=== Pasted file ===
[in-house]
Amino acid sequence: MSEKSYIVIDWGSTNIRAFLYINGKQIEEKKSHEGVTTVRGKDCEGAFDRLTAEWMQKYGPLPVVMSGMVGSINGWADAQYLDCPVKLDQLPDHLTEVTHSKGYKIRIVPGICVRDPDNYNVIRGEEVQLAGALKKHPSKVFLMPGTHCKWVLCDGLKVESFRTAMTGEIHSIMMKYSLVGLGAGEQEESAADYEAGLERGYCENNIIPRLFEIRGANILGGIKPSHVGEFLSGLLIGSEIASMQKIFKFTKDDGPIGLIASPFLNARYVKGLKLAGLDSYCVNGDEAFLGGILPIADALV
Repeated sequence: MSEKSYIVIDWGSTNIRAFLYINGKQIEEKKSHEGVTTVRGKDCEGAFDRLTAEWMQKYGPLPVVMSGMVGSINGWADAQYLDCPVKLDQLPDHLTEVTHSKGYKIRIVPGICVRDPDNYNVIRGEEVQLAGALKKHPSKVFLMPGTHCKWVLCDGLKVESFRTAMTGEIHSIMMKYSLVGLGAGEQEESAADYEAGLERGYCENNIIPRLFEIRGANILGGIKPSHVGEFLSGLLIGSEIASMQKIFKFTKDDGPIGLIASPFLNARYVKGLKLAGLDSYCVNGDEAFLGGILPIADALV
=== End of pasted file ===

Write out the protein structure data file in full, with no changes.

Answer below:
[in-house]
Amino acid sequence: MSEKSYIVIDWGSTNIRAFLYINGKQIEEKKSHEGVTTVRGKDCEGAFDRLTAEWMQKYGPLPVVMSGMVGSINGWADAQYLDCPVKLDQLPDHLTEVTHSKGYKIRIVPGICVRDPDNYNVIRGEEVQLAGALKKHPSKVFLMPGTHCKWVLCDGLKVESFRTAMTGEIHSIMMKYSLVGLGAGEQEESAADYEAGLERGYCENNIIPRLFEIRGANILGGIKPSHVGEFLSGLLIGSEIASMQKIFKFTKDDGPIGLIASPFLNARYVKGLKLAGLDSYCVNGDEAFLGGILPIADALV
Repeated sequence: MSEKSYIVIDWGSTNIRAFLYINGKQIEEKKSHEGVTTVRGKDCEGAFDRLTAEWMQKYGPLPVVMSGMVGSINGWADAQYLDCPVKLDQLPDHLTEVTHSKGYKIRIVPGICVRDPDNYNVIRGEEVQLAGALKKHPSKVFLMPGTHCKWVLCDGLKVESFRTAMTGEIHSIMMKYSLVGLGAGEQEESAADYEAGLERGYCENNIIPRLFEIRGANILGGIKPSHVGEFLSGLLIGSEIASMQKIFKFTKDDGPIGLIASPFLNARYVKGLKLAGLDSYCVNGDEAFLGGILPIADALV